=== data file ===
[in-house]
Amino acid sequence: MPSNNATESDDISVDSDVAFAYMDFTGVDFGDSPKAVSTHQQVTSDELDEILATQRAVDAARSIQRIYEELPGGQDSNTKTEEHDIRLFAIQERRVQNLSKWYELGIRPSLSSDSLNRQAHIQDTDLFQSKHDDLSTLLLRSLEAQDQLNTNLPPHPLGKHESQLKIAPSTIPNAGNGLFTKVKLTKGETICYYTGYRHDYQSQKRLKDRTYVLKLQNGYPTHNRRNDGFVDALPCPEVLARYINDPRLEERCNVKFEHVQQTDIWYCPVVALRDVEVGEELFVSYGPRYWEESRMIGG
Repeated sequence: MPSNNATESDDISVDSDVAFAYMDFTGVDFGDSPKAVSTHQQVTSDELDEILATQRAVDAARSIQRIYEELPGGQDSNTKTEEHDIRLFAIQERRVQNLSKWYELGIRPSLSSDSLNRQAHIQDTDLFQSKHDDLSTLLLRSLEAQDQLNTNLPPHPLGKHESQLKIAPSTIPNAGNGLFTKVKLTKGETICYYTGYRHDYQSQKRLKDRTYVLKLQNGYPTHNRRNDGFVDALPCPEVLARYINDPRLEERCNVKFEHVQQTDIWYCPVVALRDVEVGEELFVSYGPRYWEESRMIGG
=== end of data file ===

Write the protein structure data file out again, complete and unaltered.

[in-house]
Amino acid sequence: MPSNNATESDDISVDSDVAFAYMDFTGVDFGDSPKAVSTHQQVTSDELDEILATQRAVDAARSIQRIYEELPGGQDSNTKTEEHDIRLFAIQERRVQNLSKWYELGIRPSLSSDSLNRQAHIQDTDLFQSKHDDLSTLLLRSLEAQDQLNTNLPPHPLGKHESQLKIAPSTIPNAGNGLFTKVKLTKGETICYYTGYRHDYQSQKRLKDRTYVLKLQNGYPTHNRRNDGFVDALPCPEVLARYINDPRLEERCNVKFEHVQQTDIWYCPVVALRDVEVGEELFVSYGPRYWEESRMIGG
Repeated sequence: MPSNNATESDDISVDSDVAFAYMDFTGVDFGDSPKAVSTHQQVTSDELDEILATQRAVDAARSIQRIYEELPGGQDSNTKTEEHDIRLFAIQERRVQNLSKWYELGIRPSLSSDSLNRQAHIQDTDLFQSKHDDLSTLLLRSLEAQDQLNTNLPPHPLGKHESQLKIAPSTIPNAGNGLFTKVKLTKGETICYYTGYRHDYQSQKRLKDRTYVLKLQNGYPTHNRRNDGFVDALPCPEVLARYINDPRLEERCNVKFEHVQQTDIWYCPVVALRDVEVGEELFVSYGPRYWEESRMIGG